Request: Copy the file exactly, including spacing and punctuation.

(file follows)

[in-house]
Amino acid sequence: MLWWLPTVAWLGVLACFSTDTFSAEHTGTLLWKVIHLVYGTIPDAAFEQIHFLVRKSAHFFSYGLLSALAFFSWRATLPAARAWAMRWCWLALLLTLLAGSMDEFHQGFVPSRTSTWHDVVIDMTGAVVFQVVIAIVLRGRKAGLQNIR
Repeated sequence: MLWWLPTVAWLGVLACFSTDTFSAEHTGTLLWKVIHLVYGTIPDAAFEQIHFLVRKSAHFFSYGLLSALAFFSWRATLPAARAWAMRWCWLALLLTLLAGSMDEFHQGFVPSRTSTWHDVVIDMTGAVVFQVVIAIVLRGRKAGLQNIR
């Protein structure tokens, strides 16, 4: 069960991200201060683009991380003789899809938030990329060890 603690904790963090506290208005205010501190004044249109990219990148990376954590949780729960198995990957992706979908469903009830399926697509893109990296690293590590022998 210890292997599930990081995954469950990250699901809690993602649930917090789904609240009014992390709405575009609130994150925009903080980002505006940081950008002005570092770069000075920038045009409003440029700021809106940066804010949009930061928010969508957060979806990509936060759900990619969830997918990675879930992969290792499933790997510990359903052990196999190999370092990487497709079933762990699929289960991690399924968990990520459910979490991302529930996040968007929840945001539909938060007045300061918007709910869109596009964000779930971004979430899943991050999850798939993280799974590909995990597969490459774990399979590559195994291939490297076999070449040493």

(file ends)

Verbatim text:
[in-house]
Amino acid sequence: MLWWLPTVAWLGVLACFSTDTFSAEHTGTLLWKVIHLVYGTIPDAAFEQIHFLVRKSAHFFSYGLLSALAFFSWRATLPAARAWAMRWCWLALLLTLLAGSMDEFHQGFVPSRTSTWHDVVIDMTGAVVFQVVIAIVLRGRKAGLQNIR
Repeated sequence: MLWWLPTVAWLGVLACFSTDTFSAEHTGTLLWKVIHLVYGTIPDAAFEQIHFLVRKSAHFFSYGLLSALAFFSWRATLPAARAWAMRWCWLALLLTLLAGSMDEFHQGFVPSRTSTWHDVVIDMTGAVVFQVVIAIVLRGRKAGLQNIR
């Protein structure tokens, strides 16, 4: 069960991200201060683009991380003789899809938030990329060890 603690904790963090506290208005205010501190004044249109990219990148990376954590949780729960198995990957992706979908469903009830399926697509893109990296690293590590022998 210890292997599930990081995954469950990250699901809690993602649930917090789904609240009014992390709405575009609130994150925009903080980002505006940081950008002005570092770069000075920038045009409003440029700021809106940066804010949009930061928010969508957060979806990509936060759900990619969830997918990675879930992969290792499933790997510990359903052990196999190999370092990487497709079933762990699929289960991690399924968990990520459910979490991302529930996040968007929840945001539909938060007045300061918007709910869109596009964000779930971004979430899943991050999850798939993280799974590909995990597969490459774990399979590559195994291939490297076999070449040493």